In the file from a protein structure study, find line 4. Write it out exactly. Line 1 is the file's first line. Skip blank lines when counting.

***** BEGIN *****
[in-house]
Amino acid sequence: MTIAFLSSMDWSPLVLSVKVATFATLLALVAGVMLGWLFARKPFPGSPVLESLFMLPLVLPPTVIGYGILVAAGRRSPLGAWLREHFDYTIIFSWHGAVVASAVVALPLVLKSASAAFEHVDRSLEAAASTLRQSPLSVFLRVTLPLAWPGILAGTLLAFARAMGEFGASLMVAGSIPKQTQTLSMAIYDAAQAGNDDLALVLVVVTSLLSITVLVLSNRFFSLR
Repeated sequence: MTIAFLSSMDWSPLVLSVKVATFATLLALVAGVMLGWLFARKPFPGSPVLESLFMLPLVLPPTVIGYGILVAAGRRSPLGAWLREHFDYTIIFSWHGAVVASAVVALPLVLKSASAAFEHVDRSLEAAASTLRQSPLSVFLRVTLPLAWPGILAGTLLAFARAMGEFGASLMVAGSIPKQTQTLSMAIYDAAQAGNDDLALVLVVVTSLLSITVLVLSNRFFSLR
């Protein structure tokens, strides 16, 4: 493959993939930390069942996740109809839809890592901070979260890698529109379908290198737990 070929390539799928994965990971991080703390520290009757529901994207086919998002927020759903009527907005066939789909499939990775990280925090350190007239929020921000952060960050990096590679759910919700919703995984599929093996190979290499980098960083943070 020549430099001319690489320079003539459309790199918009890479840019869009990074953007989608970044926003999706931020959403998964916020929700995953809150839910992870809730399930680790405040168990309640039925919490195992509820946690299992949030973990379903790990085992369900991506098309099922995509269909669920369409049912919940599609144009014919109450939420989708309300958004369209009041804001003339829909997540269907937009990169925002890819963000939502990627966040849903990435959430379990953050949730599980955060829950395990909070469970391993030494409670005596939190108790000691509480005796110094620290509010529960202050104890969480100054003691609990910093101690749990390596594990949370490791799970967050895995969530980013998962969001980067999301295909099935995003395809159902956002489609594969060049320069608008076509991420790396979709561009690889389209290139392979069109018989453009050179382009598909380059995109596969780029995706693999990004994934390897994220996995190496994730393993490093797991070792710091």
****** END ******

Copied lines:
């Protein structure tokens, strides 16, 4: 493959993939930390069942996740109809839809890592901070979260890698529109379908290198737990 070929390539799928994965990971991080703390520290009757529901994207086919998002927020759903009527907005066939789909499939990775990280925090350190007239929020921000952060960050990096590679759910919700919703995984599929093996190979290499980098960083943070 020549430099001319690489320079003539459309790199918009890479840019869009990074953007989608970044926003999706931020959403998964916020929700995953809150839910992870809730399930680790405040168990309640039925919490195992509820946690299992949030973990379903790990085992369900991506098309099922995509269909669920369409049912919940599609144009014919109450939420989708309300958004369209009041804001003339829909997540269907937009990169925002890819963000939502990627966040849903990435959430379990953050949730599980955060829950395990909070469970391993030494409670005596939190108790000691509480005796110094620290509010529960202050104890969480100054003691609990910093101690749990390596594990949370490791799970967050895995969530980013998962969001980067999301295909099935995003395809159902956002489609594969060049320069608008076509991420790396979709561009690889389209290139392979069109018989453009050179382009598909380059995109596969780029995706693999990004994934390897994220996995190496994730393993490093797991070792710091």